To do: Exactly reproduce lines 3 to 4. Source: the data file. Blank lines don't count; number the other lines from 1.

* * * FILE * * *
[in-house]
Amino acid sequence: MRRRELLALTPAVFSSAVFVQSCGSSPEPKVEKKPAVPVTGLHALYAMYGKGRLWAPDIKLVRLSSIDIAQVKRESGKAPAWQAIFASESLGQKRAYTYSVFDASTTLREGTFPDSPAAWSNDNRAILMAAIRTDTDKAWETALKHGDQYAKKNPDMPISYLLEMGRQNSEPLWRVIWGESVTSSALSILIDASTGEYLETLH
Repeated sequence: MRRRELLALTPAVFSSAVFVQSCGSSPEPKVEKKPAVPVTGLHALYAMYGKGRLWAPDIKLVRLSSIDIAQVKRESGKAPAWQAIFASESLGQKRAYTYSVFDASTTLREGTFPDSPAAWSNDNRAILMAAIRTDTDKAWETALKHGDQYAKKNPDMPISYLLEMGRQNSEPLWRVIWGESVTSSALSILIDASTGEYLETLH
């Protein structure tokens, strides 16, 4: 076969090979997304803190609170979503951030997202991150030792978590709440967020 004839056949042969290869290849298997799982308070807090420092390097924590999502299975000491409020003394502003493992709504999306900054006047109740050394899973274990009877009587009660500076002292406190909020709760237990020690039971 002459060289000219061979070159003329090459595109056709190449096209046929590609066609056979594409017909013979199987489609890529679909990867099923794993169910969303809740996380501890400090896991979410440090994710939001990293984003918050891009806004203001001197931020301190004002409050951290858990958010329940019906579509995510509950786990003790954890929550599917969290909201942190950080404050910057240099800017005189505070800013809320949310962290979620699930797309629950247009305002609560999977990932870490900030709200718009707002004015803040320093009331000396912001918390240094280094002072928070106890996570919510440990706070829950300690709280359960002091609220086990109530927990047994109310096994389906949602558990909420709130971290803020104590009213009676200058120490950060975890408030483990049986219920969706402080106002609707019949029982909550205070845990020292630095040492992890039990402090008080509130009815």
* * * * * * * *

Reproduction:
Repeated sequence: MRRRELLALTPAVFSSAVFVQSCGSSPEPKVEKKPAVPVTGLHALYAMYGKGRLWAPDIKLVRLSSIDIAQVKRESGKAPAWQAIFASESLGQKRAYTYSVFDASTTLREGTFPDSPAAWSNDNRAILMAAIRTDTDKAWETALKHGDQYAKKNPDMPISYLLEMGRQNSEPLWRVIWGESVTSSALSILIDASTGEYLETLH
């Protein structure tokens, strides 16, 4: 076969090979997304803190609170979503951030997202991150030792978590709440967020 004839056949042969290869290849298997799982308070807090420092390097924590999502299975000491409020003394502003493992709504999306900054006047109740050394899973274990009877009587009660500076002292406190909020709760237990020690039971 002459060289000219061979070159003329090459595109056709190449096209046929590609066609056979594409017909013979199987489609890529679909990867099923794993169910969303809740996380501890400090896991979410440090994710939001990293984003918050891009806004203001001197931020301190004002409050951290858990958010329940019906579509995510509950786990003790954890929550599917969290909201942190950080404050910057240099800017005189505070800013809320949310962290979620699930797309629950247009305002609560999977990932870490900030709200718009707002004015803040320093009331000396912001918390240094280094002072928070106890996570919510440990706070829950300690709280359960002091609220086990109530927990047994109310096994389906949602558990909420709130971290803020104590009213009676200058120490950060975890408030483990049986219920969706402080106002609707019949029982909550205070845990020292630095040492992890039990402090008080509130009815």